Chest tightness after climbing


Original Post
DamonV · Aug 7, 2016 · Unknown Hometown · Joined Aug 2016 · Points: 0
Hi all. I wonder if anyone's experienced the following, and what you've done about it...

I've been climbing for a few years, some toprope, some lead, some indoor, some outdoor. I really enjoy the climbing itself, but have noticed that for up to a couple days afterwards I don't feel as well. A bit out of it, breathing shallowly, and when I take a deep breath it actually hurts a bit, and my chest (diaphragm?) hurts when I try to stretch out the front of my torso. And I don't know if this is cause or effect, but there seems to be a persistent low level anxiety during those days.

If I were to guess at a cause, I'd say the stress of being in physically or mentally uncomfortable positions affects my breathing and tightness in the chest area, which persists afterwards causing my breathing to become shallower which increases anxiety. And it takes a surprisingly long time to get back to normal. I don't seem to have the same reaction to running or swimming.

Any insights and tips to help me prevent or recover from this would be much appreciated. I hate to think climbing makes me feel bad (afterwards)!

Chris Owen · Aug 7, 2016 · Big Bear Lake · Joined Jan 2002 · Points: 9,498
First thing I'd do is see a cardiologist and go get a stress test.

FrankPS · Aug 7, 2016 · Atascadero, CA · Joined Nov 2009 · Points: 15
What Chris said. See a doctor. Or, you can ask a bunch of climber's a medical question. Your choice.

mediocre · Aug 7, 2016 · Unknown Hometown · Joined Jul 2013 · Points: 0
Are you dizzy while this is going on? Do you feel like you're going to pass out? Do you feel palpitations in your heart?
Probably don't need to see a cardiologist right away, as long as your answer to all of those questions is a no. If you're not getting this chest tightness while running or any other aerobic activities my guess is that it's not heart related.
Although, the heart is way more complex than issues like bolted anchors and memorial plaques, and everyone knows how well climbers handle those questions.
Go see a doctor.

DamonV · Aug 7, 2016 · Unknown Hometown · Joined Aug 2016 · Points: 0
Thanks. @mediocre, "no" to all of those, but yeah sound like I should see a doctor regardless!

christopher adams · Aug 7, 2016 · Unknown Hometown · Joined Apr 2006 · Points: 0
DamonV wrote:Hi all. I wonder if anyone's experienced the following, and what you've done about it... I've been climbing for a few years, some toprope, some lead, some indoor, some outdoor. I really enjoy the climbing itself, but have noticed that for up to a couple days afterwards I don't feel as well. A bit out of it, breathing shallowly, and when I take a deep breath it actually hurts a bit, and my chest (diaphragm?) hurts when I try to stretch out the front of my torso. And I don't know if this is cause or effect, but there seems to be a persistent low level anxiety during those days. If I were to guess at a cause, I'd say the stress of being in physically or mentally uncomfortable positions affects my breathing and tightness in the chest area, which persists afterwards causing my breathing to become shallower which increases anxiety. And it takes a surprisingly long time to get back to normal. I don't seem to have the same reaction to running or swimming. Any insights and tips to help me prevent or recover from this would be much appreciated. I hate to think climbing makes me feel bad (afterwards)!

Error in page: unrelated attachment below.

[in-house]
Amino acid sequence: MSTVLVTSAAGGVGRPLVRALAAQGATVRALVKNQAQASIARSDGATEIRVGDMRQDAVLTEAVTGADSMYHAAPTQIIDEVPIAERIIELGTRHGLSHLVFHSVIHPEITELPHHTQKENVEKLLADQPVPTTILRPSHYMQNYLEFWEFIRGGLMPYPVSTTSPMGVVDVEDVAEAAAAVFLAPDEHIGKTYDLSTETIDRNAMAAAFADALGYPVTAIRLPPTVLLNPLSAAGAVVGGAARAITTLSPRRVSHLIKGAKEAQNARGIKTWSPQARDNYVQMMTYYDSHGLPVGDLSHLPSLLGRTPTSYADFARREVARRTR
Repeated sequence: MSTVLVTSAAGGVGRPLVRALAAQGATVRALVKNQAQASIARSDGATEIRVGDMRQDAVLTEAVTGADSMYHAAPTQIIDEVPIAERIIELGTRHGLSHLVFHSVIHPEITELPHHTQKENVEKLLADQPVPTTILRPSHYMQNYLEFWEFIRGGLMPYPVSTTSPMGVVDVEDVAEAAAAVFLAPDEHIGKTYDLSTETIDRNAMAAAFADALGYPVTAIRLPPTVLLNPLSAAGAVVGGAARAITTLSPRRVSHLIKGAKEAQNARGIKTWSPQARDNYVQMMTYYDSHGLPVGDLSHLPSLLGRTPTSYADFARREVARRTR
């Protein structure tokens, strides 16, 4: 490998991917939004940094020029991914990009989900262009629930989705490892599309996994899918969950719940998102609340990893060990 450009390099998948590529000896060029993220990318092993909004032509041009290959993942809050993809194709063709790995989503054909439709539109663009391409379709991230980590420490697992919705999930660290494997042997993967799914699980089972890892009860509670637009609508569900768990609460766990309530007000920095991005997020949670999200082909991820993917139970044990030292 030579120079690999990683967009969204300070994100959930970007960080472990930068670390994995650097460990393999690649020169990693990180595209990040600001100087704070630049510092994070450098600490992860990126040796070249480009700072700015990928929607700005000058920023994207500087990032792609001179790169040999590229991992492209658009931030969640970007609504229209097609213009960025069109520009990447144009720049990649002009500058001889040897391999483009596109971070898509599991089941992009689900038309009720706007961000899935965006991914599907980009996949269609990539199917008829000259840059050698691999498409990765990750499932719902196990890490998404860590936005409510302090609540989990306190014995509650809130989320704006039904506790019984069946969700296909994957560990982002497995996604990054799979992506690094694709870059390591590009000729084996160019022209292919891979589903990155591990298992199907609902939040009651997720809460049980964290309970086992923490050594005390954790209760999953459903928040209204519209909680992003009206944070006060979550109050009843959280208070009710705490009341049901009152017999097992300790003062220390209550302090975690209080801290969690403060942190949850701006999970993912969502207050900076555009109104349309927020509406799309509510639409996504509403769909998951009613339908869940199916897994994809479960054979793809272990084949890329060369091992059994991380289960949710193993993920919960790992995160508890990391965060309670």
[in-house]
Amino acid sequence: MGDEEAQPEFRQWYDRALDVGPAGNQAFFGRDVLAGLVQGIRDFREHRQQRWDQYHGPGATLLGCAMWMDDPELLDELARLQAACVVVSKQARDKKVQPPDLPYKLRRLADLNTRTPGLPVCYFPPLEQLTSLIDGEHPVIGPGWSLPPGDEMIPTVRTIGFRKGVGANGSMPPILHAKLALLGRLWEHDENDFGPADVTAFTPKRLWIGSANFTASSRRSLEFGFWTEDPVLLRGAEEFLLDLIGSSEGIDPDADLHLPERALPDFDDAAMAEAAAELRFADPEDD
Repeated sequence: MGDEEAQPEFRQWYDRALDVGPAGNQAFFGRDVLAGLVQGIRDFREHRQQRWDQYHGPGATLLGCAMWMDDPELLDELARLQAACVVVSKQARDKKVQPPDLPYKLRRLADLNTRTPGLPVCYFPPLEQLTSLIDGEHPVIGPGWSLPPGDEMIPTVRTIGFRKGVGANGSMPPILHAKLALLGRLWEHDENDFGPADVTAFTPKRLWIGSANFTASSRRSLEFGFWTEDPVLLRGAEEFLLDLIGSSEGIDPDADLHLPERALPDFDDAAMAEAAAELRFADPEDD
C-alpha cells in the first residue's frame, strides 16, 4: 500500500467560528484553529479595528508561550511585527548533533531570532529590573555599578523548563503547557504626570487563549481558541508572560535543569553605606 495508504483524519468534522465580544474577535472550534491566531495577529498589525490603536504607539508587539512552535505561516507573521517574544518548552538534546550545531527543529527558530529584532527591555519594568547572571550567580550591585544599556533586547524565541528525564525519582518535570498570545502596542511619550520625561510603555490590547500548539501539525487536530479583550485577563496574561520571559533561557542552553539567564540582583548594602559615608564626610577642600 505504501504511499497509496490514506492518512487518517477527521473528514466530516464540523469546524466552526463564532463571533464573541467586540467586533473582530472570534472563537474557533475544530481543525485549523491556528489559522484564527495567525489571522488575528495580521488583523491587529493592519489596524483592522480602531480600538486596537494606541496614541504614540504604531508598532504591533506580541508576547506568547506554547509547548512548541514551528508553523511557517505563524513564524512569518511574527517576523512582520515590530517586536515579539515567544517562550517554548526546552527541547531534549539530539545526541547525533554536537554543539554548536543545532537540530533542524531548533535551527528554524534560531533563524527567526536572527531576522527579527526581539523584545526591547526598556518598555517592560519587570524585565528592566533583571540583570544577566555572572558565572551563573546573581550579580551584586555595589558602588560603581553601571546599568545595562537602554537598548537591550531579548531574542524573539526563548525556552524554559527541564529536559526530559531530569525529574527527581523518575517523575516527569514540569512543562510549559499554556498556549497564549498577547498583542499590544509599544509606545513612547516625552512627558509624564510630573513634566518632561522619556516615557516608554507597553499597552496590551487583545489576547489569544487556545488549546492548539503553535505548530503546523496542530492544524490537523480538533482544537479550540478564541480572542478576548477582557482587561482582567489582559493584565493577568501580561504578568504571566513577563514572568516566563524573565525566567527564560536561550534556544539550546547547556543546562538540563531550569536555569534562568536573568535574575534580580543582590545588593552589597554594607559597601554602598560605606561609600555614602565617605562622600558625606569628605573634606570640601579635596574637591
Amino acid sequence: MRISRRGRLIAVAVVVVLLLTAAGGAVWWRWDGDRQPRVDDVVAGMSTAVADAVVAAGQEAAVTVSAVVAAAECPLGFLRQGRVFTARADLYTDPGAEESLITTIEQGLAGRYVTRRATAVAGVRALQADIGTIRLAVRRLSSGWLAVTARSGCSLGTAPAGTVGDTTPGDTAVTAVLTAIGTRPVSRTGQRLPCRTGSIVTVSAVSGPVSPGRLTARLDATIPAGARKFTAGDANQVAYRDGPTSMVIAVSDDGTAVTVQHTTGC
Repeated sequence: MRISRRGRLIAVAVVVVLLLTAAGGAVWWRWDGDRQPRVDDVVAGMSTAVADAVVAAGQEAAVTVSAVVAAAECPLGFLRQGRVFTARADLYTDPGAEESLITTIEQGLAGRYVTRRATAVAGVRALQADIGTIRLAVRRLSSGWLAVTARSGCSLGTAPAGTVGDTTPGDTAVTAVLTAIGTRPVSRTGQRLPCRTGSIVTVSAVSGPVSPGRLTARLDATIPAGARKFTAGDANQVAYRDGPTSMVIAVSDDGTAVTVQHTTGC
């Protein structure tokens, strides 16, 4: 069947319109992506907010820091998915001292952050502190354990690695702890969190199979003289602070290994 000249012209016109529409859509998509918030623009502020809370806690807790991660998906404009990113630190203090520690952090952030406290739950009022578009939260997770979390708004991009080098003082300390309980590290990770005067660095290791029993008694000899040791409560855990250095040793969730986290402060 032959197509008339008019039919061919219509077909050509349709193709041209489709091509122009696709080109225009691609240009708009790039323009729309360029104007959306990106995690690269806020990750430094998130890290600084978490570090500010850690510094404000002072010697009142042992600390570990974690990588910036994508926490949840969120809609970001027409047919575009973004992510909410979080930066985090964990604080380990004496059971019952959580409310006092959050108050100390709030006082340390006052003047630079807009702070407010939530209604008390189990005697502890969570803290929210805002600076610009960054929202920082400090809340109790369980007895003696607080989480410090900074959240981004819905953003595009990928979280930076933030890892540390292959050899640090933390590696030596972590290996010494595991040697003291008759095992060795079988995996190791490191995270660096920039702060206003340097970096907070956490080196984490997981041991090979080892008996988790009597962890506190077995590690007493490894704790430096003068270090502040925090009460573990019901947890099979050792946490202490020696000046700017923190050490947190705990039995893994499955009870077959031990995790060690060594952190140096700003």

I don't think you need to go as far as a stress test. An electrocardiogram is easier to perform and less invasive, and is the first line diagnostic tool for heart/pulmonary issues.

I'm less inclined to think you're having that kind of problem anyway given what you're describing. You might have a hiatal hernia, a condition where the upper part of your stomach works its way through the diaphragm. Climbing can exacerbate that condition because of the amount of core tension you need to do difficult moves.

Hiatal hernias have similar symptoms to the physical manifestations of anxiety as well, which you said you experience after climbing.

Do you frequently get heartburn/acid reflux? Have the sensation that something is stuck in your throat? If you're answering yes to either of those questions, make your first stop a GI doc instead.

Cheers and good luck.

Mike Lane · Aug 7, 2016 · Centennial, CO · Joined Jan 2006 · Points: 210
I had throbbing chest pains after a hike up to North Table once. Reported it to my doctor, had to take a stress test, which not only did I sail through without much strain or sweat but the EKGs were ok too. A year later I was rushed into a catheter lab and got 2 stents.
Never blow off chest pains.

DamonV · Aug 7, 2016 · Unknown Hometown · Joined Aug 2016 · Points: 0
@chris, thanks, sounds like you might be on to something - definitely more heartburn than I care for

Jim Turner · Aug 8, 2016 · Lakewood, CO · Joined Jun 2012 · Points: 90
One possibility is tightness in the middle back muscles and/or tightness in the psoas muscles, both of which could tighten in a hard climb.

Guideline #1: Don't be a jerk.

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